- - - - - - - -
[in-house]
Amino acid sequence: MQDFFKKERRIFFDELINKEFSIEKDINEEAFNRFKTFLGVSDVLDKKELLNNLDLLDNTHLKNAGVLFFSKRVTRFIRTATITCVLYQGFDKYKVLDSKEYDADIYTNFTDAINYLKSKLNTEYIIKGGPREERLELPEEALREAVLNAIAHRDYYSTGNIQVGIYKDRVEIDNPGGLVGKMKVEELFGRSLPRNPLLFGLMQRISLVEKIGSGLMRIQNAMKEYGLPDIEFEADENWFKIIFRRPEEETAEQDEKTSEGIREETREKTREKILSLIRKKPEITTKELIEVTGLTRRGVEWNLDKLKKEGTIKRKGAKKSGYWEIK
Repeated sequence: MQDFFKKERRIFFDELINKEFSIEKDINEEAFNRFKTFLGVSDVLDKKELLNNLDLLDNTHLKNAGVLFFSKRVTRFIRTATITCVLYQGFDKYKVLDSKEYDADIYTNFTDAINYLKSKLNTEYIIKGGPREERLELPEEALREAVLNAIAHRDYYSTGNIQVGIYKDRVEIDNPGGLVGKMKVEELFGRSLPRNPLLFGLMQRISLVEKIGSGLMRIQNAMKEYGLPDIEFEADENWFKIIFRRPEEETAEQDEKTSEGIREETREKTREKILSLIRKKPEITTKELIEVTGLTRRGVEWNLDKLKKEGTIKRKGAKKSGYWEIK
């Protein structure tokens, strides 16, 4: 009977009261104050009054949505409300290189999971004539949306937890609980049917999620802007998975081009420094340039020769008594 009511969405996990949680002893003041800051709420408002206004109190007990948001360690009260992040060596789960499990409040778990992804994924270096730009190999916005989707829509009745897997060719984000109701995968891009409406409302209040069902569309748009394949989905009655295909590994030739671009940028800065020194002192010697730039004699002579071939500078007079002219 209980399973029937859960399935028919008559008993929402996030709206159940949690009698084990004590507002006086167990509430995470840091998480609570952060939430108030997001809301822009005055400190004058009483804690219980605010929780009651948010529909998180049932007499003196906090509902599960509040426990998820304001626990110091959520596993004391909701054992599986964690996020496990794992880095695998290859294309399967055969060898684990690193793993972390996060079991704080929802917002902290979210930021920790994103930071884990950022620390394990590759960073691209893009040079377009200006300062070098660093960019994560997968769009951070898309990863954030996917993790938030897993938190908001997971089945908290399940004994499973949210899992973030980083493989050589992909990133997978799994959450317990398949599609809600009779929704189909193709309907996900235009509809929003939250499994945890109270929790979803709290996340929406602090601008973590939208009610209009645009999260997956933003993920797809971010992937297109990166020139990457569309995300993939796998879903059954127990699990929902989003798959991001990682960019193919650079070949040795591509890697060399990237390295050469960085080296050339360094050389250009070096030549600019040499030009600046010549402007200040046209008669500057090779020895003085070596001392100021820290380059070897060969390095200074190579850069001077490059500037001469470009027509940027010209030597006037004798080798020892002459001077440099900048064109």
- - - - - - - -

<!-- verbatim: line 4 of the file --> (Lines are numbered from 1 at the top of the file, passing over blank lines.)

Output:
């Protein structure tokens, strides 16, 4: 009977009261104050009054949505409300290189999971004539949306937890609980049917999620802007998975081009420094340039020769008594 009511969405996990949680002893003041800051709420408002206004109190007990948001360690009260992040060596789960499990409040778990992804994924270096730009190999916005989707829509009745897997060719984000109701995968891009409406409302209040069902569309748009394949989905009655295909590994030739671009940028800065020194002192010697730039004699002579071939500078007079002219 209980399973029937859960399935028919008559008993929402996030709206159940949690009698084990004590507002006086167990509430995470840091998480609570952060939430108030997001809301822009005055400190004058009483804690219980605010929780009651948010529909998180049932007499003196906090509902599960509040426990998820304001626990110091959520596993004391909701054992599986964690996020496990794992880095695998290859294309399967055969060898684990690193793993972390996060079991704080929802917002902290979210930021920790994103930071884990950022620390394990590759960073691209893009040079377009200006300062070098660093960019994560997968769009951070898309990863954030996917993790938030897993938190908001997971089945908290399940004994499973949210899992973030980083493989050589992909990133997978799994959450317990398949599609809600009779929704189909193709309907996900235009509809929003939250499994945890109270929790979803709290996340929406602090601008973590939208009610209009645009999260997956933003993920797809971010992937297109990166020139990457569309995300993939796998879903059954127990699990929902989003798959991001990682960019193919650079070949040795591509890697060399990237390295050469960085080296050339360094050389250009070096030549600019040499030009600046010549402007200040046209008669500057090779020895003085070596001392100021820290380059070897060969390095200074190579850069001077490059500037001469470009027509940027010209030597006037004798080798020892002459001077440099900048064109």